If you think your house or another location may be haunted, you don't need to call upon the Ghostbusters. Instead, ghost hunters look for ghosts in haunted locations. To locate the ghosts, these hunters use specialized tools that can detect energy and temperature changes. These changes indicate the presence of a paranormal phenomenon. Infrared photography is one of the tools many ghost hunters use.
Infrared technology creates a photo that is color coded based on the temperature of the objects in the picture. Cooler temperatures appear as various shades of blue and warmer colors are shades of orange and red. The shades in between represent the mid-range temperatures. When a paranormal presence is in a room, it will have an effect on the temperature in a small portion of the room. This can help ghost hunters find and track a presence.
Before digital cameras, infrared photography was expensive and many people could not afford it nor did they want to put in the time and work required to use it. However, many digital cameras come equipped with infrared settings, which allow even the amateur to use a camera to check for ghosts and other paranormal entities. When you use the infrared settings on the camera, the camera translates the light waves it receives into the appropriate color to represent the temperatures. Looking for unexplained changes in temperature in a room can help you identify a ghost in your home.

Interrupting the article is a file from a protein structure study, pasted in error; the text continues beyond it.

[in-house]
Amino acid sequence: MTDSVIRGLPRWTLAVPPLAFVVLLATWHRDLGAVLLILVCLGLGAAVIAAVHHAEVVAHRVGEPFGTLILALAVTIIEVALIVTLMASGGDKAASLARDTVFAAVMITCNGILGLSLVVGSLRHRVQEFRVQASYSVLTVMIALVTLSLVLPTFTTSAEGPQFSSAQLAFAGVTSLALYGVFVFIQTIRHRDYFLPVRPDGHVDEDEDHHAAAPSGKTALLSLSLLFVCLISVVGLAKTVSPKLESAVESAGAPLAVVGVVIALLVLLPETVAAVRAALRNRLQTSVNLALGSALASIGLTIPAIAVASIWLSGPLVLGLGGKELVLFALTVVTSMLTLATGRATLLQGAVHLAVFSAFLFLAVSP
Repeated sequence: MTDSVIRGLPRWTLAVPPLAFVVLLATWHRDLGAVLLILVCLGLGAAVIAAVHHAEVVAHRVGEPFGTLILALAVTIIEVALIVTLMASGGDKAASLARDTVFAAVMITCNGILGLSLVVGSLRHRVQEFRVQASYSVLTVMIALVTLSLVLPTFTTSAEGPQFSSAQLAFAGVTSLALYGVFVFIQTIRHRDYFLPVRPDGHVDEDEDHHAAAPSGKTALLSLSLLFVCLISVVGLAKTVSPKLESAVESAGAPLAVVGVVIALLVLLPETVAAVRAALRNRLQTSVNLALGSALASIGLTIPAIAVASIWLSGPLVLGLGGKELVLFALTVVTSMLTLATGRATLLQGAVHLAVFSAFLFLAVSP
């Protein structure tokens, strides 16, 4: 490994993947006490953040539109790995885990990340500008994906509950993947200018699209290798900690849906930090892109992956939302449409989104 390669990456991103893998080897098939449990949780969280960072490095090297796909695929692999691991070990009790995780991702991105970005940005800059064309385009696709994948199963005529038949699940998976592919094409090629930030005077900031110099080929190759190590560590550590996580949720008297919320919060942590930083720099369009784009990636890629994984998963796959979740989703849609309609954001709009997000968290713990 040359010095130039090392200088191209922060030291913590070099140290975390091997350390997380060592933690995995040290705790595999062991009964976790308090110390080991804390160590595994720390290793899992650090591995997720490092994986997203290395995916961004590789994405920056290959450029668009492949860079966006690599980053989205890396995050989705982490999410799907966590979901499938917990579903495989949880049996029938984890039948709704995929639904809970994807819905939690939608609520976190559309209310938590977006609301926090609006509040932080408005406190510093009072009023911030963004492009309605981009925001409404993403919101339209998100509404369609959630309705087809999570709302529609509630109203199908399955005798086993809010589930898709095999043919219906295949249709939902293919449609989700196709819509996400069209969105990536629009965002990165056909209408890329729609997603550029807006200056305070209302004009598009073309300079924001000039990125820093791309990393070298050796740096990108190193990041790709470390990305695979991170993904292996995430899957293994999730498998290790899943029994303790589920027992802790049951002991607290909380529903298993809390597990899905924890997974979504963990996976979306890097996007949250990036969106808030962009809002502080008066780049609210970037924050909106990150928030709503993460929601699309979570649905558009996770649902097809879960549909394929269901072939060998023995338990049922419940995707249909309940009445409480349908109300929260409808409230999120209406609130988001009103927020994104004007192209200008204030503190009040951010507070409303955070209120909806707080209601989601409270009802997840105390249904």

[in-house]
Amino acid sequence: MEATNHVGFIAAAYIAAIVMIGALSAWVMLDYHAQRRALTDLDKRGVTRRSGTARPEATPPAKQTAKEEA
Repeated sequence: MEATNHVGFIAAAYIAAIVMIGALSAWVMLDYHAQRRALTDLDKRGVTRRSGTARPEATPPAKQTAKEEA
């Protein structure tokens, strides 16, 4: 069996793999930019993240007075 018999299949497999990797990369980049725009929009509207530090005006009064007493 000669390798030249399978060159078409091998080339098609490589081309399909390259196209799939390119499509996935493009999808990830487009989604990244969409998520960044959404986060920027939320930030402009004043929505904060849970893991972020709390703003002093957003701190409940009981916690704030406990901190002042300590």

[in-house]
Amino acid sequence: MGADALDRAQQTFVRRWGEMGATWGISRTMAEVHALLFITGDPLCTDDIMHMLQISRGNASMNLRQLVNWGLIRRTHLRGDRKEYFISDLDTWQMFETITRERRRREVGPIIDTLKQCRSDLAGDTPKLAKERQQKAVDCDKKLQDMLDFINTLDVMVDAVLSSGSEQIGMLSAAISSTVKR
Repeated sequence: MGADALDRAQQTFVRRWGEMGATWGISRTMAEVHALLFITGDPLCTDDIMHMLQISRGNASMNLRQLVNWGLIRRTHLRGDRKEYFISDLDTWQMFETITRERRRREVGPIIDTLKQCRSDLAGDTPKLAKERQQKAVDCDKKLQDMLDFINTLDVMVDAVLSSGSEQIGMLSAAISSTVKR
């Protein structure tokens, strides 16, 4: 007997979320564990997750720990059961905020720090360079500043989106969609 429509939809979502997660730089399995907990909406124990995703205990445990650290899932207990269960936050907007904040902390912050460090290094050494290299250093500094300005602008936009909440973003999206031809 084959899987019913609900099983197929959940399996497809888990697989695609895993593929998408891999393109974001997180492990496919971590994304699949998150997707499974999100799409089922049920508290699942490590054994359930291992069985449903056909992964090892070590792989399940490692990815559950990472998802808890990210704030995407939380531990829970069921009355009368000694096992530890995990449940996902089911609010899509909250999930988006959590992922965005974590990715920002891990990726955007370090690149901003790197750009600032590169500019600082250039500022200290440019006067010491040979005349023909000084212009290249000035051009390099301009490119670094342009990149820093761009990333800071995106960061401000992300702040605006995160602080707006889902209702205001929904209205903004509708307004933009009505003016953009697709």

Check Your Camera
While most digital cameras have the capability of seeing infrared wavelengths, it is important to check the range for your camera before using it for ghost hunting. Some digital cameras have lenses that filter out some of the infrared wavelengths, making them useless for ghost hunting. To test your camera, ask someone to point a television remote at the camera while you look through it. Have the other person press a button, such as "mute," and watch for a flash of light. If you see a bright flash, your camera will work for ghost hunting. If the light is dim, you need a different camera or must replace the lens.
In most cases during daylight hours, you need a filter for your camera lens to help weed out some of the more visible wavelengths, which will allow you to focus on the abnormalities you are looking for. Look for a lens filter that blocks out wavelengths below 720 nanometers. If your camera doesn't accept lens filters, use a sink gasket and rig up a filter that wouldn't normally fit your camera. You also need to slow down your shutter speed to 1/2 or 1 second. This means it is best to use a tripod to reduce blur from your hand shaking. You will need to take more than one picture of the same spot for comparison, which makes a tripod useful.
Once you have taken a series of pictures from the same location, it is time to compare them. Flip between the photos, keeping your eye out for any changes between the pictures. The pictures will often be in shades of red due to the filter. It can be helpful to use photo-editing software to change the picture to gray-scale to allow you to better identify abnormalities. If you notice anything out of the ordinary on one picture versus the others, investigate by zooming in. You may also want to get the opinion of a professional ghost hunter.
- Low Country Paranormal: Daylight Infrared Photography -- "How To" Guide for Taking Ghost Pictures in Daylight
- International Ghost Hunters Society; Ghost Hunting At Its Best; Dave Oester, Ph.D.
- Paranormal Tech: Paranormal Ghost Hunting Technology
- National Aeronautics and Space Administration: The Electromagnetic Spectrum
- Jupiterimages/Photos.com/Getty Images